The angle of the rainbow is nearly 42 degree.  And the rainbow is always at the same relative position no matter how you move. You can not pass it. Because see rainbow from different raindrop when you move.
However, there are several way to produce rainbow light pattern. e.g. light pass through a prism, the image in the URL you have provided, ...etc.

May I know what is the direction of the sun when you saw the rainbow? Is there any other strong light source around?

Shamar712

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Re: physics of Rainbow
« Reply #23 on: May 04, 2009, 10:19:54 am »
<<<Dr. Hwang, "...May I know what is the direction of the sun when you saw the rainbow? Is there any other strong light source around?">>>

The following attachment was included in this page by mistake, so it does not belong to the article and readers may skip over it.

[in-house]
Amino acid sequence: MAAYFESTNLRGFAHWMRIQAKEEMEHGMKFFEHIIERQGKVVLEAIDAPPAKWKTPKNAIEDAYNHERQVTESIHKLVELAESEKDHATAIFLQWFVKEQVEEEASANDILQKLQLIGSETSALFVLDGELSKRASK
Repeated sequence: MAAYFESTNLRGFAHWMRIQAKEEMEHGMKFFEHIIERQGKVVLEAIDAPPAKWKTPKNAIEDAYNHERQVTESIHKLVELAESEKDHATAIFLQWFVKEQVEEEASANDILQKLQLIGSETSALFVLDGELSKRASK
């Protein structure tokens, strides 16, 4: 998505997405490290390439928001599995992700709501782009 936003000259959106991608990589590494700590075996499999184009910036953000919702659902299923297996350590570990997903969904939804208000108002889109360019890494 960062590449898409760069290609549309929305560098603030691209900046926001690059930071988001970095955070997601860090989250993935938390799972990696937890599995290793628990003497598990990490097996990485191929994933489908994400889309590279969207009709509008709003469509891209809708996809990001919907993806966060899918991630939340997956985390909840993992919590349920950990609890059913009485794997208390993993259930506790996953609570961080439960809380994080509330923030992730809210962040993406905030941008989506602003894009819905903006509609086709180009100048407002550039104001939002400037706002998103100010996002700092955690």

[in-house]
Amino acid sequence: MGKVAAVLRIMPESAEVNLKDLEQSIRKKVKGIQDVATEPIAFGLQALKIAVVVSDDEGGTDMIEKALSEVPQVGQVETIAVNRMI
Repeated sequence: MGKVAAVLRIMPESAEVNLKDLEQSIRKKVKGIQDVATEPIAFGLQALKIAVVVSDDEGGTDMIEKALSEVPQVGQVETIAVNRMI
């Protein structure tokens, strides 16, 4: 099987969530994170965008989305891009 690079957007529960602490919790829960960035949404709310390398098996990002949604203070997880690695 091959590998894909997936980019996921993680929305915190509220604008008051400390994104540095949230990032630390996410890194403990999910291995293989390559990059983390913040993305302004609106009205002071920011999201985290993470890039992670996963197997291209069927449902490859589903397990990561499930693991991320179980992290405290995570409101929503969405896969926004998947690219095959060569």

I do not remember the time of day, but think it was early afternoon. The attitude of the bow was approx NE to SW, me being on the SW end of the bow. The sun was shinning at my location and the rain clouds were just to the East of me.

There was no other light source.

Shamar

lookang

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Re: physics of Rainbow
« Reply #24 on: May 04, 2009, 10:26:40 am »
found in youtube is these great videos to complement the java applet.

The applet is great but i still cannot understand some parts of the physics of rainbow.

a quick view of this video provided me with a 3-D understanding of how the history and the current day understanding of rainbow is able to account for what we see.

http://www.youtube.com/watch?v=r_hFjFM91C4
The Scientific Explanation of Rainbows Part 1





enjoy!

Shamar712

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Re: physics of Rainbow
« Reply #25 on: May 04, 2009, 11:23:35 am »
Your post is most appreciated, Lookang. I found it very interesting.